While Simianer was on cloud 9 after the accomplishment, his stepfather was a bit disappointed.
“He said, ‘Well, for the first time in my life, I feel intellectually valued, and it sucks because it’s never going to happen again,'” Simianer said, quoting his father-in-law.
His stepfather made reference to the fact that his disability of being blind often kept him stuck in minimum-wage, unchallenging jobs. It was then that Simianer launched Clusiv, an online learning platform designed to help blind and visually impaired people pursue their job dreams and goals.
After writing his first line of code for the company in January 2021 and 185 pitches to different venture capitalists, he finally had the opportunity to build success on his dream.
“From the date of the first yes to the closing of $780,000, (it) went less than two months,” he said. “So for me, that’s one of the biggest lessons to take from this – you have to be silly and resilient. … All that momentum – just no, no, no, no, no – all those “no’s” made me so good at what I was doing, that after I got the first “yes”, it was was all I needed to knock down the rest of the blocks.
That’s the message Simianer wants to bring to the WNCC community as he spends time with various groups and organizations throughout this week, ahead of his keynote speech at the Foundation’s 50th anniversary celebration on Thursday. Simianer said the big thing about his story is that you have to be resilient and eventually you will find your way.
“Just because you don’t see it here doesn’t mean it doesn’t exist,” he said. “…Success means something different to each individual; it’s not always just money, at all. It can be happiness, family, freedom – you can do it, depending on where you live, with very little money. But more importantly, don’t be afraid to dedicate yourself to something… You have the ability to do anything you want, no matter how smart or unsmart someone has told you, and you can just keep learning and growing. Because I mean, I don’t think I walked into that school and somebody was like, ‘Oh, tech millionaire right there.’ I was just a guy; I was a disgruntled veteran.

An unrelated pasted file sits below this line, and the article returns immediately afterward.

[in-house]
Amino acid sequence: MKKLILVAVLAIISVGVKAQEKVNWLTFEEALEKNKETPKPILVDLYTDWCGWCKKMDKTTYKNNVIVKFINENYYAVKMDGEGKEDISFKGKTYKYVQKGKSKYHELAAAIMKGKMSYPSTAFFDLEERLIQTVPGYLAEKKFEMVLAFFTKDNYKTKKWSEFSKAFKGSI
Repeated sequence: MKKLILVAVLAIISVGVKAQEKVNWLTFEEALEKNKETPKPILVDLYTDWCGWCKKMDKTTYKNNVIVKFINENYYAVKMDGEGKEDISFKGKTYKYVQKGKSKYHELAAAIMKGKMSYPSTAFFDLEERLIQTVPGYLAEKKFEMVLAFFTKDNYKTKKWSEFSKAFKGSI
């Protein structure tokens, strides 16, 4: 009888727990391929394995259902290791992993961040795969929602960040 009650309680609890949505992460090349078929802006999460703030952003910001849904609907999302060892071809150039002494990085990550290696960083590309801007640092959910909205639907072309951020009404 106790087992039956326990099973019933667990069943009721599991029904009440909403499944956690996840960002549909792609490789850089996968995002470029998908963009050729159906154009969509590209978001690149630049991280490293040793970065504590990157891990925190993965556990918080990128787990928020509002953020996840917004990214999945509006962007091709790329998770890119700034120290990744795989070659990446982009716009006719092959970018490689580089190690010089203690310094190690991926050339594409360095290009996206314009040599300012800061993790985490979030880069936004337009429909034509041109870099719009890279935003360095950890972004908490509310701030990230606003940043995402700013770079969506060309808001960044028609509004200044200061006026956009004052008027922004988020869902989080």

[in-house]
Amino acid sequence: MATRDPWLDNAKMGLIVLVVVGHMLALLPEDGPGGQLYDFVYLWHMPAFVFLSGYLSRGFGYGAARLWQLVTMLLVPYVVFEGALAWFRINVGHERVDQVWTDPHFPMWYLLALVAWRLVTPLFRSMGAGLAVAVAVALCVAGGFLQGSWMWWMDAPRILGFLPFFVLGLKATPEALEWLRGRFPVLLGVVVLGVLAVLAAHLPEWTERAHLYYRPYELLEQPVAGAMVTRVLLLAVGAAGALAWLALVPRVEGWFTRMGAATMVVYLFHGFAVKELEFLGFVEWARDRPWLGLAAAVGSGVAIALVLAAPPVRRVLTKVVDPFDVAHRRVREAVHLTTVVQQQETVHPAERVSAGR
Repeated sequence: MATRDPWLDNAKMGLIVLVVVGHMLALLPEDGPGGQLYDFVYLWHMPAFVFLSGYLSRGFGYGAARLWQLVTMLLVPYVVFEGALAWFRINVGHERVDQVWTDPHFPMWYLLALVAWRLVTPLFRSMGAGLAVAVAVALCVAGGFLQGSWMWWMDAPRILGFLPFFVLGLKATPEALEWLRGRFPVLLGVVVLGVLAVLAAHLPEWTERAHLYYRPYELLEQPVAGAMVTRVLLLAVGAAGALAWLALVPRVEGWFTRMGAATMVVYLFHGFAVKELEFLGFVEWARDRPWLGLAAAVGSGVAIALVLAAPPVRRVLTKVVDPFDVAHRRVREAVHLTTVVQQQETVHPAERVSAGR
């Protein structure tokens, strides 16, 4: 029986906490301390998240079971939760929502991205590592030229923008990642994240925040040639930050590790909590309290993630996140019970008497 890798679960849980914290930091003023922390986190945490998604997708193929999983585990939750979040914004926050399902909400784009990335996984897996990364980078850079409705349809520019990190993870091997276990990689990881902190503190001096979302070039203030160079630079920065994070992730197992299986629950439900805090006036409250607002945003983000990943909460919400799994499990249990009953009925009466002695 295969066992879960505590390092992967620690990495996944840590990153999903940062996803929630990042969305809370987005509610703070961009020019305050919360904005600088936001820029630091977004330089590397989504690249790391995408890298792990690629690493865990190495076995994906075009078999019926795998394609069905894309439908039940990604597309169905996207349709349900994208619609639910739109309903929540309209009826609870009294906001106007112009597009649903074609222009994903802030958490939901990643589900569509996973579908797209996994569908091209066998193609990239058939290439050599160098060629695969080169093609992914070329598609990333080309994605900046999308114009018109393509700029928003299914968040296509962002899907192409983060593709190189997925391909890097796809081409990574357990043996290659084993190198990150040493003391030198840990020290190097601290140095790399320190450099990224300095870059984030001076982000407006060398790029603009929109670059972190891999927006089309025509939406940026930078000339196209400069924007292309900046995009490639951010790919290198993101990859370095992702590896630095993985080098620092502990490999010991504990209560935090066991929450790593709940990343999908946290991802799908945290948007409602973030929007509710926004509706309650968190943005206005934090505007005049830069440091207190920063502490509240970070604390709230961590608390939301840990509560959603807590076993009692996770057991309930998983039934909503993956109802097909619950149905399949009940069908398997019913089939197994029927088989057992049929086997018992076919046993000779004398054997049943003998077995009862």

This disgruntled veteran has now won the Austin Fast Start: Social Impact Pitch Competition in May 2021, the Warrior Rising Veteran Pitch Battle in June 2021, the Bob Evans Heroes to CEO Grant Competition in September 2021, and was named one of Austin’s top five stars. -up tech communities in July 2021 – all of which he gives some credence to the institution that started it all for him.
“The teachers, the teachers, they cared; they took their time,” Simianer said. “They weren’t easy or gentle or forgiving, but they took the time to talk to you, which just isn’t possible at a giant university. It’s just not with a lecture hall of 300 people. And so, I got to know them, and they reached out to me, and you build a rapport. … It’s really important that people see the value of the WNCC. It’s the flagship of the hope, if you will, for kids who otherwise wouldn’t be told about an opportunity like the rest of us.
Simianer’s keynote speech at the WNCC Foundation’s 50th anniversary celebration is open to the public. Tickets are on sale at https://www.wncc.edu/community/foundation/foundation-50th-anniversary until Tuesday, March 22 at 11:59 p.m. The celebration will take place on Thursday, March 24 at the Gering Civic Center. It will begin at 5:30 p.m. with a cocktail; dinner will be served at 6:00 p.m. and Simianer will deliver his opening speech at 7:00 p.m.